Houghton and Hermanus are two clubs at opposite ends of the country which made bold decisions early in the new millennium to “bulldoze” their existing courses and construct new ones on the same site. Houghton enlisted Jack Nicklaus to design their new layout and Hermanus commissioned Peter Matkovich.
Changing much-loved old courses in such a radical fashion as to make them almost unrecognisable is always risky from a public perception. The old Houghton was one of South Africa’s leading championship layouts, No 10 in the first Golf Digest rankings published in 1998, a year when it hosted the Alfred Dunhill PGA on the European Tour. Hermanus was No 40 in those rankings and a popular holiday course.
Financial considerations were paramount in both those decisions. Houghton was on a big property and had been steadily selling off land over the years to keep afloat. They bought into a 5-star development which included luxury high-rise apartments and a hotel; Hermanus similarly with an upmarket residential estate bordering a 27-hole facility.
Nicklaus and his design team brought modernity to the new Houghton which meant challenging greens and enormous bunker complexes with steep faces and jagged edges when it opened in 2010. The reaction of members and visitors wasn’t entirely favourable. They loved the new clubhouse but not so much aspects of the course they deemed unplayable. In 2014 it was again ranked in the Golf Digest Top 100 and there was shock when it came in at No 62.
Every other Nicklaus Signature design in South Africa had begun on a high debut note in the rankings. Pecanwood at No 5 in 2001; Pearl Valley at No 8 in 2006; Simola at No 12 in 2008; St Francis Links at No 9 in 2010; Serengeti at No 21 in 2014. Was Houghton that bad or was everyone mourning the loss of the old course? In the 2016 rankings it fell to No 63 as if to confirm that it was not what everyone had wished for.
The turnaround started soon after that. Over a number of years holes were altered (the par-3 seventh and par-4 12th), greens were softened, a bunker renovation programme took place. Nicklaus did not agree to these changes when consulted, and Houghton lost their Nicklaus Signature status.
But Houghton became popular again as golfers slowly appreciated the many good holes on what has always been magnificent golfing terrain. The scenic, well-treed layout has constant changes in elevation and direction. Nicklaus had picked out a perfect site for the 18th below the clubhouse, and an excellent innovation was to have the 17th tee close to the 18th green, so that the two finishing par 4s are side by side and visible.
Houghton went on an upward swing in the rankings, from 56 in 2018 to 42 in 2021, then 36 a year ago and now No 32. From being the least favoured Nicklaus course of the six in South Africa it is now fourth, ahead of Pecanwood and Serengeti. The club hosted the Joburg Open on the DP World Tour in November last year, and that was a great success.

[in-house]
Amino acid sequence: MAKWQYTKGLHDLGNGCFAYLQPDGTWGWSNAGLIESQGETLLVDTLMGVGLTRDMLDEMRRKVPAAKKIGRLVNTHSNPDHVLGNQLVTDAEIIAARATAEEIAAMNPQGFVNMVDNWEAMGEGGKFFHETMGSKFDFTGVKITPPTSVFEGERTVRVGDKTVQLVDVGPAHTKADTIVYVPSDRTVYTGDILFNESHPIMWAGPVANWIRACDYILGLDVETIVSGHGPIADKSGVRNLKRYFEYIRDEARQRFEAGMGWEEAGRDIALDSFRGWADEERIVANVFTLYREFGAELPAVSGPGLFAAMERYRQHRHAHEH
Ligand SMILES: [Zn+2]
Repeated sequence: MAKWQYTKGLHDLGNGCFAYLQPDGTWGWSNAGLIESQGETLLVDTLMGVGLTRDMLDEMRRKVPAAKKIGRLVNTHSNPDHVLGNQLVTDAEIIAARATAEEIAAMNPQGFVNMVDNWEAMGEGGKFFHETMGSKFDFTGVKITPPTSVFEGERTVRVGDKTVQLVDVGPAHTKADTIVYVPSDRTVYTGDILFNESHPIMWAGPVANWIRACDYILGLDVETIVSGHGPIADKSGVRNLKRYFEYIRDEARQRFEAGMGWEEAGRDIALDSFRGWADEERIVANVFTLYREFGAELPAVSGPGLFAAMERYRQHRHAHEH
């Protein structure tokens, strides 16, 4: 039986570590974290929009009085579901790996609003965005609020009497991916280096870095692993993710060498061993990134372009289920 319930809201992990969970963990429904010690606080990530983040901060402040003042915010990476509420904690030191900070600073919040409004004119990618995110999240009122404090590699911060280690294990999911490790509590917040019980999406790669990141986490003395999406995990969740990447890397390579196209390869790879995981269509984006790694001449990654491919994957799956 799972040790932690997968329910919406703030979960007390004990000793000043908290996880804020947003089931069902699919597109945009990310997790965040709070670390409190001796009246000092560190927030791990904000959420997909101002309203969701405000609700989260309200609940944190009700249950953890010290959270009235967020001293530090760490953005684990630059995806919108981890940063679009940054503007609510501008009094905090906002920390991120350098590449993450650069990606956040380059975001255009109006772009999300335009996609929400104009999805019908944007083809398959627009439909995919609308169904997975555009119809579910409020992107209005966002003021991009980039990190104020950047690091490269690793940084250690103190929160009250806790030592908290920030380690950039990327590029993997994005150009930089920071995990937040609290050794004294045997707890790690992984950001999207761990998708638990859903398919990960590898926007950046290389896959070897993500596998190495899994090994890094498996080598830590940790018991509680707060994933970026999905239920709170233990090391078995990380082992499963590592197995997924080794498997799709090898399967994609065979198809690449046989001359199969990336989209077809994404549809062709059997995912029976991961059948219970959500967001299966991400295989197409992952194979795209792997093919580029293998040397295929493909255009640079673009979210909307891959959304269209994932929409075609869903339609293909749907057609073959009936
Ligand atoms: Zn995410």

The original Hermanus course was a Bob Grimsdell design from the 1950s, linksy and treeless among the fynbos, fun and flattering to play. Hermanus itself was then a sleepy seaside fishing village with holiday shacks, not the big wealthy town it is today, a retirement haven for the upper classes.
The building of a new course and adjoining residential estate was timed to coincide with the golf club’s centenary in 2007. The 27 holes opened a year before that event. Matkovich constructed three superbly crafted nines, strong in Memorability and Consistency. There is a continuity about the holes such that you can play any of the nines without feeling you have strayed into a different dimension.
The East Course is the championship 18, yet holes 19-27 are by no means weaker or easier to play. The two strongest par 5s on the property are on that nine. Any combination of 18 would be a good test. The starting holes on each nine are conveniently close to each other, and Matkovich did another clever thing in having each of the nines finish with a par 3, par 4 and par 5.
The golf club today is bulging with members, and the 27 holes are crazy busy over the holiday season in December-January.
Hermanus entered the rankings at No 52 in 2010, and was into the Top 50 in 2011. It remained in the 40s until now, when it has taken a leap to No 39, its highest ever position. Over the past couple of years the presentation of the layout and quality of the conditioning has improved to a new level, while a bunker renovation project by Golf Data’s Grant Bland has been transformational.
COURSES GOING UP
- Houghton 4 to 32
- Hermanus 4 to 39
- CCJ Woodmead 3 to 22
- Pretoria CC 3 to 28
- De Zalze 3 to 34
- Victoria 3 to 38
COURSES GOING DOWN
- Pecanwood 7 to 35
- Durban CC 5 to 24
- Kyalami 5 to 26
- Parkview 4 to 37
- Highland Gate 3 to 21
- Fancourt Outeniqua 3 to 23